Spoiler alert: I’m going to talk about foreign cards today. I understand that not everyone has a fondness for foreign cards in EDH, Legacy, or any other format. Today, though, I get to talk about one of my favorite ways to make my deck a little more unique.
I love foreign cards, for a number of reasons. They are rarer, and therefore appeal to the collector part of my nature. They are international, and that appeals to the social aspect. To me, foreign cards of any language are just a little more fun.
From a finance perspective, it’s sometimes very tough to get a good idea of the price of a foreign card. Wizards has printed cards in many languages, but it is difficult to get an accurate read on what the proportions and amounts are. It’s generally accepted that Russian and Korean have less cards printed than other languages, and that scarcity makes it hard to find copies on the secondary market.
There is no hard and fast rule for which languages have which price increase – or decrease – and it’s important to know that many buylists treat foreign cards as LESS valuable. So while you have your sweet foreign card, you won’t be making any profit on buylists.
In trade, though, everything is fair game. Be greedy, but be aware of a real danger in overpricing your foreign foil: if you ask for too much of a premium, then you risk scaring them off to the easier trade of a regular English version of that card. Be realistic, be upfront, and be willing to haggle. Plus, you’re working from a small sample size–if there has been such a transaction, be aware of it and be ready to show it to others during trading.
I’ve been through this recently. Earlier this year, a trader on deckbox reported that he had a Russian foil Doubling Season from the original Ravnica block. We went back and forth on the value for a few days, and eventually settled on $80. From there, the rest of the trade was easy.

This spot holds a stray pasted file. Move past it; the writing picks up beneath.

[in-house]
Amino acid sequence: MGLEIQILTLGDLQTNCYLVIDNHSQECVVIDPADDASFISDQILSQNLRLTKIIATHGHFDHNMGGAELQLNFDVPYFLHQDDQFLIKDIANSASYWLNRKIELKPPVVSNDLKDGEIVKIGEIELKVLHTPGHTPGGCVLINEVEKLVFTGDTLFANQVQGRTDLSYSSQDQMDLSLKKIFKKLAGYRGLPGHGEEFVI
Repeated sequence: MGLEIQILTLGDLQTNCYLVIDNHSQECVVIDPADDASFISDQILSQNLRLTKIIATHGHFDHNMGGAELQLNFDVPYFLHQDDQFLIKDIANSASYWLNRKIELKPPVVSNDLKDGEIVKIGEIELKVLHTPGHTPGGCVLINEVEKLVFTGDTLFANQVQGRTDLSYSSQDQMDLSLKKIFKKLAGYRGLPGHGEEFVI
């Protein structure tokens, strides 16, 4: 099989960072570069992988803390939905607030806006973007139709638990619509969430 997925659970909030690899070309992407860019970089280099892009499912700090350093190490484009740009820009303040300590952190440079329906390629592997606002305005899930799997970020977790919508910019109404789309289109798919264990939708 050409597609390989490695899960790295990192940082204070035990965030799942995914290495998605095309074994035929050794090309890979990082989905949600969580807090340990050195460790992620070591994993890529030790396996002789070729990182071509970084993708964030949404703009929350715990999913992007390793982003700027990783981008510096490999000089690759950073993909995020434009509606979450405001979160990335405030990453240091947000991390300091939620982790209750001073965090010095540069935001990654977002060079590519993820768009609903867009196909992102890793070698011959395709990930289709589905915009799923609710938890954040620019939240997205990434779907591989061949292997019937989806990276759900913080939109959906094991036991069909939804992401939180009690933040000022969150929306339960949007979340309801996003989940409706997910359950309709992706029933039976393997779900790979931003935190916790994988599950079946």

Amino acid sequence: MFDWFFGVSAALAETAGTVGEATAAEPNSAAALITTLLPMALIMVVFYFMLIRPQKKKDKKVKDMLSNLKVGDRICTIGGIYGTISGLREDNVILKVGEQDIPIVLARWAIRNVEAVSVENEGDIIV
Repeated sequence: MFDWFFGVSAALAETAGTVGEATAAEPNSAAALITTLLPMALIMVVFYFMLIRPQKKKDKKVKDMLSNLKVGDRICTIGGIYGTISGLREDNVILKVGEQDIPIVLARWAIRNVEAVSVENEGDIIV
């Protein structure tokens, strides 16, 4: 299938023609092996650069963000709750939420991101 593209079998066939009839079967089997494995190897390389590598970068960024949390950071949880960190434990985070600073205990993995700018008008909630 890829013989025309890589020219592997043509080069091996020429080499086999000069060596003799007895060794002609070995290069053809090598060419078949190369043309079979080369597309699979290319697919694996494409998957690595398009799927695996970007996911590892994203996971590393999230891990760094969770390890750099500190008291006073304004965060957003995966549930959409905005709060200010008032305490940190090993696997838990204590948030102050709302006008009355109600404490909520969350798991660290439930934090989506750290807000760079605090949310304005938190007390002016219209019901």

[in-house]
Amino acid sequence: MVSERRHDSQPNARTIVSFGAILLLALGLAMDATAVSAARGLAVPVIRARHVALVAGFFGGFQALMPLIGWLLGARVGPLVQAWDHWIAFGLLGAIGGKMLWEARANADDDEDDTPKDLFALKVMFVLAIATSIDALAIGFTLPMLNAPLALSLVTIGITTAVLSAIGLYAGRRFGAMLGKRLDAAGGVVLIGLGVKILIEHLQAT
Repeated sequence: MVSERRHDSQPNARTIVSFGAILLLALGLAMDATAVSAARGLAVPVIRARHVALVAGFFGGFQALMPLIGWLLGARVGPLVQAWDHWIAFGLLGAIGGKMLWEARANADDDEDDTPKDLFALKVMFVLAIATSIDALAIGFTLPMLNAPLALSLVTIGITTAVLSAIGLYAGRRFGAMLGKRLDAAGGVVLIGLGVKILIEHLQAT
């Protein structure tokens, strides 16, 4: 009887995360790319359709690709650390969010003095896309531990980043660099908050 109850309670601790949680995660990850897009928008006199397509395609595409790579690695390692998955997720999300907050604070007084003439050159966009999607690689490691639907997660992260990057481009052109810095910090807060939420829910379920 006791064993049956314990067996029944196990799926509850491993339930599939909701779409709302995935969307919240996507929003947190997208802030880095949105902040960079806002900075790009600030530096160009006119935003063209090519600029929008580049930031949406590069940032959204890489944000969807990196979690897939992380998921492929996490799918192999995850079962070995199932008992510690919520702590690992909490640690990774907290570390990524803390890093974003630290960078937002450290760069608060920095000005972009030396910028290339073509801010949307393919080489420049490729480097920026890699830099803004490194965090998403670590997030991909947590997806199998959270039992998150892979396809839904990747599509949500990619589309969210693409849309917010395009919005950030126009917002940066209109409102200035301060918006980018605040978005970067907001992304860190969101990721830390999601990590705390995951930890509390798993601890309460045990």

When someone expresses interest in your card, the best thing to do is agree on an approximate value right away. Given that it’s also a complete luxury item, be prepared for a condition discussion that you may not encounter with run-of-the-mill nonfoil English cards.
eBay is not as helpful as vendors in this case. Vendors rarely want to leave money on the table, so the number they list a card at is often going to be on the higher end. At GP Oakland, I saw a foil Japanese Polluted Delta with an asking price of $2200. I can’t say for sure, but if you went to them and offered less in cash on the spot, you’d probably get it.
Finding foreign foils is a treasure hunt in and of itself. It’s not always easy to find foreign foils, even online. I’ve been on the hunt for a foil French Murder for a while, and as yet, have had no luck. Magiccardmarket.eu is the best resource that I’ve found, but because it’s a Eurozone site, they charge Americans and other continents extra for shipping. Big events can be helpful in locating this type of merchandise, but it’s still going to be hit-or-miss in terms of the traders and their stock.
Perhaps that’s the rub and the appeal of foreign foils to me. It’s hard to find them, so when I see one in a binder or case, I totally want to jump right on it. The thrill of the hunt can be worth more than the eventual possession.